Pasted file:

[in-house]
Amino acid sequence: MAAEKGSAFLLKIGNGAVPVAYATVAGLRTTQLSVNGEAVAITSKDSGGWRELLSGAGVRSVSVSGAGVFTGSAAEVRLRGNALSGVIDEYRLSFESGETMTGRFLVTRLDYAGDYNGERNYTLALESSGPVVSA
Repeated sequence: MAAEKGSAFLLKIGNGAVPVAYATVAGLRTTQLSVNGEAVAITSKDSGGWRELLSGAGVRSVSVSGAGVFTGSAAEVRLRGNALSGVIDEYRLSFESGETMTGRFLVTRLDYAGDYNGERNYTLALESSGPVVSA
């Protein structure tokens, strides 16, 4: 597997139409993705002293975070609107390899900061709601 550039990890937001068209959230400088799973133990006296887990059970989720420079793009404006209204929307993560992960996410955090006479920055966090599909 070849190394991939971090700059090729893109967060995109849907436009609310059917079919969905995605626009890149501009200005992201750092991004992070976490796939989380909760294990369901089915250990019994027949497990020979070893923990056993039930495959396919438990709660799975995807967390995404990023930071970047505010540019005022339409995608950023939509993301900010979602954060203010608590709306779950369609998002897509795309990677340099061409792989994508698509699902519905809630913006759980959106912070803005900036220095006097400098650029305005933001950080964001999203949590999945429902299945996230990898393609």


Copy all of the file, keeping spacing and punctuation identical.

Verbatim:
[in-house]
Amino acid sequence: MAAEKGSAFLLKIGNGAVPVAYATVAGLRTTQLSVNGEAVAITSKDSGGWRELLSGAGVRSVSVSGAGVFTGSAAEVRLRGNALSGVIDEYRLSFESGETMTGRFLVTRLDYAGDYNGERNYTLALESSGPVVSA
Repeated sequence: MAAEKGSAFLLKIGNGAVPVAYATVAGLRTTQLSVNGEAVAITSKDSGGWRELLSGAGVRSVSVSGAGVFTGSAAEVRLRGNALSGVIDEYRLSFESGETMTGRFLVTRLDYAGDYNGERNYTLALESSGPVVSA
């Protein structure tokens, strides 16, 4: 597997139409993705002293975070609107390899900061709601 550039990890937001068209959230400088799973133990006296887990059970989720420079793009404006209204929307993560992960996410955090006479920055966090599909 070849190394991939971090700059090729893109967060995109849907436009609310059917079919969905995605626009890149501009200005992201750092991004992070976490796939989380909760294990369901089915250990019994027949497990020979070893923990056993039930495959396919438990709660799975995807967390995404990023930071970047505010540019005022339409995608950023939509993301900010979602954060203010608590709306779950369609998002897509795309990677340099061409792989994508698509699902519905809630913006759980959106912070803005900036220095006097400098650029305005933001950080964001999203949590999945429902299945996230990898393609």